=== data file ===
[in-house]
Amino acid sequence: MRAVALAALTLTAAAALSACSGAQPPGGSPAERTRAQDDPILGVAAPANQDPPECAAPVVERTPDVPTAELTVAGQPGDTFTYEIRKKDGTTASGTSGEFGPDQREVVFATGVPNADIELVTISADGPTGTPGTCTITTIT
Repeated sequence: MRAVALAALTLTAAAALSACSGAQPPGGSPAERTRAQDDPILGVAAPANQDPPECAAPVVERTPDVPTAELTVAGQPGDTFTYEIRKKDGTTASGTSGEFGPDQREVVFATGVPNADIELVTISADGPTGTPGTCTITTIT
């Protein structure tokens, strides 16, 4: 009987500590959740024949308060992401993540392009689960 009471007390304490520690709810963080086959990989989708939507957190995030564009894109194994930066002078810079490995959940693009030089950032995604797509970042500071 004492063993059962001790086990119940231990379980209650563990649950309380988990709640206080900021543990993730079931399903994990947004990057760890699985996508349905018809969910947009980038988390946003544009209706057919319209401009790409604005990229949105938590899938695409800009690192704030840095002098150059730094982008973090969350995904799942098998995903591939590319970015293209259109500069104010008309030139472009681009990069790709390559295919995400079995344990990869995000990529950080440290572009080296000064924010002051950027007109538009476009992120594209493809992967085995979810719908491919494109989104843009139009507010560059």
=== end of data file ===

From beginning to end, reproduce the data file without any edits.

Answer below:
[in-house]
Amino acid sequence: MRAVALAALTLTAAAALSACSGAQPPGGSPAERTRAQDDPILGVAAPANQDPPECAAPVVERTPDVPTAELTVAGQPGDTFTYEIRKKDGTTASGTSGEFGPDQREVVFATGVPNADIELVTISADGPTGTPGTCTITTIT
Repeated sequence: MRAVALAALTLTAAAALSACSGAQPPGGSPAERTRAQDDPILGVAAPANQDPPECAAPVVERTPDVPTAELTVAGQPGDTFTYEIRKKDGTTASGTSGEFGPDQREVVFATGVPNADIELVTISADGPTGTPGTCTITTIT
């Protein structure tokens, strides 16, 4: 009987500590959740024949308060992401993540392009689960 009471007390304490520690709810963080086959990989989708939507957190995030564009894109194994930066002078810079490995959940693009030089950032995604797509970042500071 004492063993059962001790086990119940231990379980209650563990649950309380988990709640206080900021543990993730079931399903994990947004990057760890699985996508349905018809969910947009980038988390946003544009209706057919319209401009790409604005990229949105938590899938695409800009690192704030840095002098150059730094982008973090969350995904799942098998995903591939590319970015293209259109500069104010008309030139472009681009990069790709390559295919995400079995344990990869995000990529950080440290572009080296000064924010002051950027007109538009476009992120594209493809992967085995979810719908491919494109989104843009139009507010560059």